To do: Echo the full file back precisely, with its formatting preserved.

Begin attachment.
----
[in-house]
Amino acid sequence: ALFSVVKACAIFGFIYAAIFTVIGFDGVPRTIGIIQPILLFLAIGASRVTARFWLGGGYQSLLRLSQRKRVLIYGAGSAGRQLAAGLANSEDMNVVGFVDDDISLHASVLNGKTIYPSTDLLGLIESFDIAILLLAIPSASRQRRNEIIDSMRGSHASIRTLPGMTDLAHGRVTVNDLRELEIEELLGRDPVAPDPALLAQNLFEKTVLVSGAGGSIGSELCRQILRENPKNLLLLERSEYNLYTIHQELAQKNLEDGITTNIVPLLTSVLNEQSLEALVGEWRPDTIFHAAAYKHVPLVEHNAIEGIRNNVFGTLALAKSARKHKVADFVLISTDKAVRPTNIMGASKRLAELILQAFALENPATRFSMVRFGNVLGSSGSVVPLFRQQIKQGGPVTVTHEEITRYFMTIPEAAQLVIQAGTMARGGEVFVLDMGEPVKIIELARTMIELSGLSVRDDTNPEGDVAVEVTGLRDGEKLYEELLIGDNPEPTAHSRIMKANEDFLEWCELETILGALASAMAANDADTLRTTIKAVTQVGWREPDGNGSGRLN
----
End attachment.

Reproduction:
[in-house]
Amino acid sequence: ALFSVVKACAIFGFIYAAIFTVIGFDGVPRTIGIIQPILLFLAIGASRVTARFWLGGGYQSLLRLSQRKRVLIYGAGSAGRQLAAGLANSEDMNVVGFVDDDISLHASVLNGKTIYPSTDLLGLIESFDIAILLLAIPSASRQRRNEIIDSMRGSHASIRTLPGMTDLAHGRVTVNDLRELEIEELLGRDPVAPDPALLAQNLFEKTVLVSGAGGSIGSELCRQILRENPKNLLLLERSEYNLYTIHQELAQKNLEDGITTNIVPLLTSVLNEQSLEALVGEWRPDTIFHAAAYKHVPLVEHNAIEGIRNNVFGTLALAKSARKHKVADFVLISTDKAVRPTNIMGASKRLAELILQAFALENPATRFSMVRFGNVLGSSGSVVPLFRQQIKQGGPVTVTHEEITRYFMTIPEAAQLVIQAGTMARGGEVFVLDMGEPVKIIELARTMIELSGLSVRDDTNPEGDVAVEVTGLRDGEKLYEELLIGDNPEPTAHSRIMKANEDFLEWCELETILGALASAMAANDADTLRTTIKAVTQVGWREPDGNGSGRLN